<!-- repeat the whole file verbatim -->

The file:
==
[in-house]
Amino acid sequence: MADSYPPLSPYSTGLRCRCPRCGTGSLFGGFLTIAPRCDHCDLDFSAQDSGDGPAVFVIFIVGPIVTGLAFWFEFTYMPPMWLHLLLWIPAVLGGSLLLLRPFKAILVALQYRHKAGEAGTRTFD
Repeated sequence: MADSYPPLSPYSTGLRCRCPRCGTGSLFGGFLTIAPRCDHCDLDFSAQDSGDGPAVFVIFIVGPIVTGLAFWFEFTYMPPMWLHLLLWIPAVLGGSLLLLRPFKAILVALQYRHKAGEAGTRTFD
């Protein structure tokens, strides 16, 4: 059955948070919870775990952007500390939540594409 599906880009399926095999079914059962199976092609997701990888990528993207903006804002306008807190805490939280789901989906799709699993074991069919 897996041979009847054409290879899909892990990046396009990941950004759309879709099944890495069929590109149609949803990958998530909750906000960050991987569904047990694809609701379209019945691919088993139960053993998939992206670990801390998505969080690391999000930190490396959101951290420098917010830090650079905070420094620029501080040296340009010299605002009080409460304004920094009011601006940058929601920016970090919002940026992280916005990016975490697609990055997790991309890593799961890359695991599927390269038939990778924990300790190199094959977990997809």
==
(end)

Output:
[in-house]
Amino acid sequence: MADSYPPLSPYSTGLRCRCPRCGTGSLFGGFLTIAPRCDHCDLDFSAQDSGDGPAVFVIFIVGPIVTGLAFWFEFTYMPPMWLHLLLWIPAVLGGSLLLLRPFKAILVALQYRHKAGEAGTRTFD
Repeated sequence: MADSYPPLSPYSTGLRCRCPRCGTGSLFGGFLTIAPRCDHCDLDFSAQDSGDGPAVFVIFIVGPIVTGLAFWFEFTYMPPMWLHLLLWIPAVLGGSLLLLRPFKAILVALQYRHKAGEAGTRTFD
């Protein structure tokens, strides 16, 4: 059955948070919870775990952007500390939540594409 599906880009399926095999079914059962199976092609997701990888990528993207903006804002306008807190805490939280789901989906799709699993074991069919 897996041979009847054409290879899909892990990046396009990941950004759309879709099944890495069929590109149609949803990958998530909750906000960050991987569904047990694809609701379209019945691919088993139960053993998939992206670990801390998505969080690391999000930190490396959101951290420098917010830090650079905070420094620029501080040296340009010299605002009080409460304004920094009011601006940058929601920016970090919002940026992280916005990016975490697609990055997790991309890593799961890359695991599927390269038939990778924990300790190199094959977990997809």